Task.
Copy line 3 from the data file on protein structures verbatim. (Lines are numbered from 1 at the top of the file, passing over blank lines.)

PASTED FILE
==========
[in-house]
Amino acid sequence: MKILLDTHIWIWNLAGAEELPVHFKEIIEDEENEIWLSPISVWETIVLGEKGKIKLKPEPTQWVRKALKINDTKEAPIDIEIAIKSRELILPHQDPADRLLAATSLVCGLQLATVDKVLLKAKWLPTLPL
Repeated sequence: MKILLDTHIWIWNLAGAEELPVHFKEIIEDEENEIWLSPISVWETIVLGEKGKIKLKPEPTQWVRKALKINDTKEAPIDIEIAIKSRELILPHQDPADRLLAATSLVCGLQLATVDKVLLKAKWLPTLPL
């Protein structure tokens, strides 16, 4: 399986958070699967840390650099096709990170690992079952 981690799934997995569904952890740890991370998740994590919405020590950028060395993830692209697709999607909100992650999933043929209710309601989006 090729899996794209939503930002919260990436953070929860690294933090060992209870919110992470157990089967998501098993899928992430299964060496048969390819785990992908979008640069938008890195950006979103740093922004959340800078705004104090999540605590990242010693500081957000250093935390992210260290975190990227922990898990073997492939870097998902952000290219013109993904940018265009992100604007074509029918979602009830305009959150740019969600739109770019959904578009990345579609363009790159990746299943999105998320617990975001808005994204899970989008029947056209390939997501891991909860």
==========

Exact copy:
Repeated sequence: MKILLDTHIWIWNLAGAEELPVHFKEIIEDEENEIWLSPISVWETIVLGEKGKIKLKPEPTQWVRKALKINDTKEAPIDIEIAIKSRELILPHQDPADRLLAATSLVCGLQLATVDKVLLKAKWLPTLPL